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This spring think curbside appea

Posted on April 29, 2014 by Sunny South News

When spring begins to blossom in communities in southern Alberta — flowers, a nice lawn and a near-perfect landscaped yard comes to mind with a focus on front yard curbside appeal to make the neighbours jealous, as they too venture out to spruce up the old homestead.

But before planting trees and flowers haphazardly — get a gardening and landscaping education to help make your yard the best it can be.

First off, according to President David Kuperus of Coaldale Nurseries, right now it’s too early to plant flowers but homeowners can begin to fertilize grass.

“Either aerating it or cutting it really short to get the dead stuff out and then it will green up really good,” said Kuperus, adding grass should be aerated if there is a lot of traffic flow on the grass.

Secondly, if homeowners want to plant trees this spring planting season, the best thing to do is take a picture of the yard and bring it into a gardening specialty store with ideas of what to plant and learn what types of trees work in different areas of the front and back yard.

“A lot of people plant trees that are too big for their yard or a lot of people plant junipers and stuff on the wrong side of the house that won’t do well. There’s so much to it,” said Kuperus, but being educated on the topic is a good start to healthy planting.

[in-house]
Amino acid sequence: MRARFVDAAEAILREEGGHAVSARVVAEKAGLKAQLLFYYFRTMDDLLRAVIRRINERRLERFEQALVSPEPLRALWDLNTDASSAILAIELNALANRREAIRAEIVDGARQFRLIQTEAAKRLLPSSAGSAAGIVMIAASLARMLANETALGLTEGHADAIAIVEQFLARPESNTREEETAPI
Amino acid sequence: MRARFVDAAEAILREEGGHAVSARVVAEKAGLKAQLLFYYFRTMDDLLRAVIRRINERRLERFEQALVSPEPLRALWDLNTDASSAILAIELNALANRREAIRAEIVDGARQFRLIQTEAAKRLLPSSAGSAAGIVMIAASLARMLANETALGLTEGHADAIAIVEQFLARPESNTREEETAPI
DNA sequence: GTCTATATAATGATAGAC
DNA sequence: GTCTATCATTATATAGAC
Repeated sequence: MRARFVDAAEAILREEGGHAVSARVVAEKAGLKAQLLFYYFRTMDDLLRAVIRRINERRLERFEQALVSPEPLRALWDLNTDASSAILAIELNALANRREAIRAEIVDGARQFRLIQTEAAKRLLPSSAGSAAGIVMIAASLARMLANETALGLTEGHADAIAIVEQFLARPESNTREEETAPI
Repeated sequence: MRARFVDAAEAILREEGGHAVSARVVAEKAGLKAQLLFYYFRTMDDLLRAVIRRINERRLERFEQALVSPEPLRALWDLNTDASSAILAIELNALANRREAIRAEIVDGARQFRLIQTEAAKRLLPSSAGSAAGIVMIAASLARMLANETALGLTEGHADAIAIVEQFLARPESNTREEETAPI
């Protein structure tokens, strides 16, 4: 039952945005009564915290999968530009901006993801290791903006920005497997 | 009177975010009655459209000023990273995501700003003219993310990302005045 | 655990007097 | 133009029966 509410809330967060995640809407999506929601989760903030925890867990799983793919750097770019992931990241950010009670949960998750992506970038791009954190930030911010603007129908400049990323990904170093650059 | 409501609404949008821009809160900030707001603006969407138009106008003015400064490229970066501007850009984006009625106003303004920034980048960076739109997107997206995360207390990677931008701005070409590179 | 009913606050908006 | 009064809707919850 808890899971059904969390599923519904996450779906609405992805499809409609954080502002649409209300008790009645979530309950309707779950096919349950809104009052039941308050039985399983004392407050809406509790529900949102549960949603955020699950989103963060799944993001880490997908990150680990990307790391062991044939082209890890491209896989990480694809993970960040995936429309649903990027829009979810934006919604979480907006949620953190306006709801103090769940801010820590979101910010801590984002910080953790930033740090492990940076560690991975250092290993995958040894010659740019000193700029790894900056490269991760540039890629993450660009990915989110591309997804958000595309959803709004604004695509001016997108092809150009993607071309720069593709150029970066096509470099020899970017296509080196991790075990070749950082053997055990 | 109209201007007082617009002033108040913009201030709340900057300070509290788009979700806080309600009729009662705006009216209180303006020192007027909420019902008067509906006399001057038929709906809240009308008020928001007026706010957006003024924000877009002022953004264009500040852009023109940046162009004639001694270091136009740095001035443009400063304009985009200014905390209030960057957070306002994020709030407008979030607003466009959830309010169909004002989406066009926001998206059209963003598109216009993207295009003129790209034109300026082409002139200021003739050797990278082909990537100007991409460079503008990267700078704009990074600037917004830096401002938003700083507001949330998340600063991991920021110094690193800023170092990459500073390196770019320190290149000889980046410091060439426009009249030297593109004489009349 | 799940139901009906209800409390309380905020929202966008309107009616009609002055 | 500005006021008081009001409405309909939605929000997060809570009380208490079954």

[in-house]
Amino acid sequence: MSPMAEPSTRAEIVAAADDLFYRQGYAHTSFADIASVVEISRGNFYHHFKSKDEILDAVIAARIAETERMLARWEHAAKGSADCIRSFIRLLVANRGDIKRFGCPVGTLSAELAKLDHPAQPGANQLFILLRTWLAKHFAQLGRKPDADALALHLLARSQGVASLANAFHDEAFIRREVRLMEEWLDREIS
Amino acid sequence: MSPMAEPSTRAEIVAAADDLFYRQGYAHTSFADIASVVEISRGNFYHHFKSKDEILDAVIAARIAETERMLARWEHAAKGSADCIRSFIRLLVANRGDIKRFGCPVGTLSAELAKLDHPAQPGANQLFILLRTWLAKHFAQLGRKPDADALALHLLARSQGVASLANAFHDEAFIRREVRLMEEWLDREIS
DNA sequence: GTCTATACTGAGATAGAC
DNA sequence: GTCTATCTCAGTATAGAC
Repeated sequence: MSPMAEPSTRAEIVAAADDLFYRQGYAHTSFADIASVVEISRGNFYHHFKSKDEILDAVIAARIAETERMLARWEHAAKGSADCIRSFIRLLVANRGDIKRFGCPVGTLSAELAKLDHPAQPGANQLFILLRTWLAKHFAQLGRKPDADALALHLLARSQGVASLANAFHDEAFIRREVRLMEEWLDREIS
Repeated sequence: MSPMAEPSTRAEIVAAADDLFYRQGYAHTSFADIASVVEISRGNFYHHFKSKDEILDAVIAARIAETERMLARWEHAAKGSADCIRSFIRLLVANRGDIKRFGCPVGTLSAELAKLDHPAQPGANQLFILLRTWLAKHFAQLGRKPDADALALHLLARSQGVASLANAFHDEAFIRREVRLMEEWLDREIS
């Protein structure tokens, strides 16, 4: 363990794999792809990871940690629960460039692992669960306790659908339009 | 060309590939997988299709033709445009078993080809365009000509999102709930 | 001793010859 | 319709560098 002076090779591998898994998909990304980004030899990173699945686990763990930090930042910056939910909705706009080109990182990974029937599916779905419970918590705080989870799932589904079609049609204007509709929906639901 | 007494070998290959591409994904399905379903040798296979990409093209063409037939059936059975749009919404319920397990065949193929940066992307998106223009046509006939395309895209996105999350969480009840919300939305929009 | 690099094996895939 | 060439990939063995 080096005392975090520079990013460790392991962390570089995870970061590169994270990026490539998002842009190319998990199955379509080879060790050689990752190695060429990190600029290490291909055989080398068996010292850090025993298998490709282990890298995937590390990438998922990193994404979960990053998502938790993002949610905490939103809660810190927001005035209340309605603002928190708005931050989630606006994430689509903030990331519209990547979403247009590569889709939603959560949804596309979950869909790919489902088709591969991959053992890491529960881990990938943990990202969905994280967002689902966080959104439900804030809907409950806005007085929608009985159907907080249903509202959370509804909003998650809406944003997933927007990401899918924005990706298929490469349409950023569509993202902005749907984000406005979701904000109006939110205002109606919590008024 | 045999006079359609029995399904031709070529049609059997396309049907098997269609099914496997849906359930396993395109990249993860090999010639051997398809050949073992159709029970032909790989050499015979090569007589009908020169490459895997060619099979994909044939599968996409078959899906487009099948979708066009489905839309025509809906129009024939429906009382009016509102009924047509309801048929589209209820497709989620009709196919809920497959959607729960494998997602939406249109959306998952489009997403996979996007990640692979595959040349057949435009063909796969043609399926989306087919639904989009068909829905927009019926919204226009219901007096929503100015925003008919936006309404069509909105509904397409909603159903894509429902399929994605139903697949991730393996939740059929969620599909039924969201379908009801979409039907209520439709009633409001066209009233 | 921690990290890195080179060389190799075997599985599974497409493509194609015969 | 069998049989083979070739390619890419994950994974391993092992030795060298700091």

If homeowners want to learn about which trees to plant and where to plant trees, Kuperus said homeowners can bring in a picture of the yard to Coaldale Nurseries and sales staff can offer suggestions of what to plant where, depending which way a house faces.

Discussions about what types of trees a homeowner would like to plant and an idea of how big a certain type of tree will get could help homeowners make the right tree choice.

“They can imagine if they will fit in their yard and you want to think past four years or five years. A lot of people plant too many trees in the yard and then they end up cutting them out or else they grow all together or they find them too close to the house or powerlines,” noted Kuperus, adding homeowners should also measure how big their yard is and that will help determine how big of a tree can be planted.

Kuperus said in a front yard a house really doesn’t need shade but a backyard is where a homeowner wants shade for privacy. “In the front yard you want a decorative tree and in the back yard you really want more of a shade tree,” said Kuperus.

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